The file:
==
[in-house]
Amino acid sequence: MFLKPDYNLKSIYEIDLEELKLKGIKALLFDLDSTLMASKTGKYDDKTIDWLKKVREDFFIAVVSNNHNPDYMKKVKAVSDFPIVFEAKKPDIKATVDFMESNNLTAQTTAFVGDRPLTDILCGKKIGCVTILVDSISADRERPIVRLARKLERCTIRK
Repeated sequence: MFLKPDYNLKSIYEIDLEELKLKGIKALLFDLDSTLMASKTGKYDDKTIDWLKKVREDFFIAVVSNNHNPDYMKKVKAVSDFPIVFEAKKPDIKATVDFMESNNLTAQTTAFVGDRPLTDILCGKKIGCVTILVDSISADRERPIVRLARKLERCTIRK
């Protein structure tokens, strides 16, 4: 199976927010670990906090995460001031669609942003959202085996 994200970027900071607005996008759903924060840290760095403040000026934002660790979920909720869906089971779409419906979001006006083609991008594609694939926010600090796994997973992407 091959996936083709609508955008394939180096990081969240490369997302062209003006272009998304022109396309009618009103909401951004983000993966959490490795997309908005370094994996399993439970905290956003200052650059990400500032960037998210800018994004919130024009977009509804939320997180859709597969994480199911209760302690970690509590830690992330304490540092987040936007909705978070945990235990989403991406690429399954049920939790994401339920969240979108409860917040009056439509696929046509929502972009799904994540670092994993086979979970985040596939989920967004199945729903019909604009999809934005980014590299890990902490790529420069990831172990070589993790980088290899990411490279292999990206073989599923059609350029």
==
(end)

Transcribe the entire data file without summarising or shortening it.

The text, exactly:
[in-house]
Amino acid sequence: MFLKPDYNLKSIYEIDLEELKLKGIKALLFDLDSTLMASKTGKYDDKTIDWLKKVREDFFIAVVSNNHNPDYMKKVKAVSDFPIVFEAKKPDIKATVDFMESNNLTAQTTAFVGDRPLTDILCGKKIGCVTILVDSISADRERPIVRLARKLERCTIRK
Repeated sequence: MFLKPDYNLKSIYEIDLEELKLKGIKALLFDLDSTLMASKTGKYDDKTIDWLKKVREDFFIAVVSNNHNPDYMKKVKAVSDFPIVFEAKKPDIKATVDFMESNNLTAQTTAFVGDRPLTDILCGKKIGCVTILVDSISADRERPIVRLARKLERCTIRK
């Protein structure tokens, strides 16, 4: 199976927010670990906090995460001031669609942003959202085996 994200970027900071607005996008759903924060840290760095403040000026934002660790979920909720869906089971779409419906979001006006083609991008594609694939926010600090796994997973992407 091959996936083709609508955008394939180096990081969240490369997302062209003006272009998304022109396309009618009103909401951004983000993966959490490795997309908005370094994996399993439970905290956003200052650059990400500032960037998210800018994004919130024009977009509804939320997180859709597969994480199911209760302690970690509590830690992330304490540092987040936007909705978070945990235990989403991406690429399954049920939790994401339920969240979108409860917040009056439509696929046509929502972009799904994540670092994993086979979970985040596939989920967004199945729903019909604009999809934005980014590299890990902490790529420069990831172990070589993790980088290899990411490279292999990206073989599923059609350029």